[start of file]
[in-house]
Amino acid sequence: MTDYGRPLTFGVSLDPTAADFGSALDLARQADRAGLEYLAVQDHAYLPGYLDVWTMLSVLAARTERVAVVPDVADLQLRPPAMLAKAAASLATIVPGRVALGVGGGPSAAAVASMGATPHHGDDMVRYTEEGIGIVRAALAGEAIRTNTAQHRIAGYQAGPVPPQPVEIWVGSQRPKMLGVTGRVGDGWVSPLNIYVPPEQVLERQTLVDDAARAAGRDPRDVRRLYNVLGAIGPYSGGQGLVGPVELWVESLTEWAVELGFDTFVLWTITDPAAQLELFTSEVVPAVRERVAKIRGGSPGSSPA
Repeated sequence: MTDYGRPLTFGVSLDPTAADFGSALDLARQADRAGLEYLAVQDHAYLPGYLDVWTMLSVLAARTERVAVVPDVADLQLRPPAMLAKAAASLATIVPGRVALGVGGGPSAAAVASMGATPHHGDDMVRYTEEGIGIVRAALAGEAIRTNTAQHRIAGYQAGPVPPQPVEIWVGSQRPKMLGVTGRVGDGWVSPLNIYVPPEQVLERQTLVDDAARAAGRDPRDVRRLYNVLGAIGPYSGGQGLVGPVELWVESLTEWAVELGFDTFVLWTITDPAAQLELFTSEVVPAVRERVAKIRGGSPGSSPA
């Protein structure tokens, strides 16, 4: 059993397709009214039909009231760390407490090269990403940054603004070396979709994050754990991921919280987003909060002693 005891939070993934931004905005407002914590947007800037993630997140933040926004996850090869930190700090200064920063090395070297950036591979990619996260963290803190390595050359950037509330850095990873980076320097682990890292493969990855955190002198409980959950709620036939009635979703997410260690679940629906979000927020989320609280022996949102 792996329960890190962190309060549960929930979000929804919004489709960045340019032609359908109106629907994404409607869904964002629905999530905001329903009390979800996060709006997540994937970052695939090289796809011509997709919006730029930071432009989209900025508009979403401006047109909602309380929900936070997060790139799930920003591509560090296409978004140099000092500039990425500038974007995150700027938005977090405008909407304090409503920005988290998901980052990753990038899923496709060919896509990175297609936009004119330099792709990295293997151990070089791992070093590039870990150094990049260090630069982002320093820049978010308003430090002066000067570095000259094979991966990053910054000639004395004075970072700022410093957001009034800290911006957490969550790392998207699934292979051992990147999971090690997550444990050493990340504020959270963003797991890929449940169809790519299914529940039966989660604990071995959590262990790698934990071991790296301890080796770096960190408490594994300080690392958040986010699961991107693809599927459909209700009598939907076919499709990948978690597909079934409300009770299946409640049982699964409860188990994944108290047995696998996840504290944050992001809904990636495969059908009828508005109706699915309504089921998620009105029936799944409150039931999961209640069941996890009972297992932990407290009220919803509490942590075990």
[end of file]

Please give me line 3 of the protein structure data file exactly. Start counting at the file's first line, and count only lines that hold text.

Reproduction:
Repeated sequence: MTDYGRPLTFGVSLDPTAADFGSALDLARQADRAGLEYLAVQDHAYLPGYLDVWTMLSVLAARTERVAVVPDVADLQLRPPAMLAKAAASLATIVPGRVALGVGGGPSAAAVASMGATPHHGDDMVRYTEEGIGIVRAALAGEAIRTNTAQHRIAGYQAGPVPPQPVEIWVGSQRPKMLGVTGRVGDGWVSPLNIYVPPEQVLERQTLVDDAARAAGRDPRDVRRLYNVLGAIGPYSGGQGLVGPVELWVESLTEWAVELGFDTFVLWTITDPAAQLELFTSEVVPAVRERVAKIRGGSPGSSPA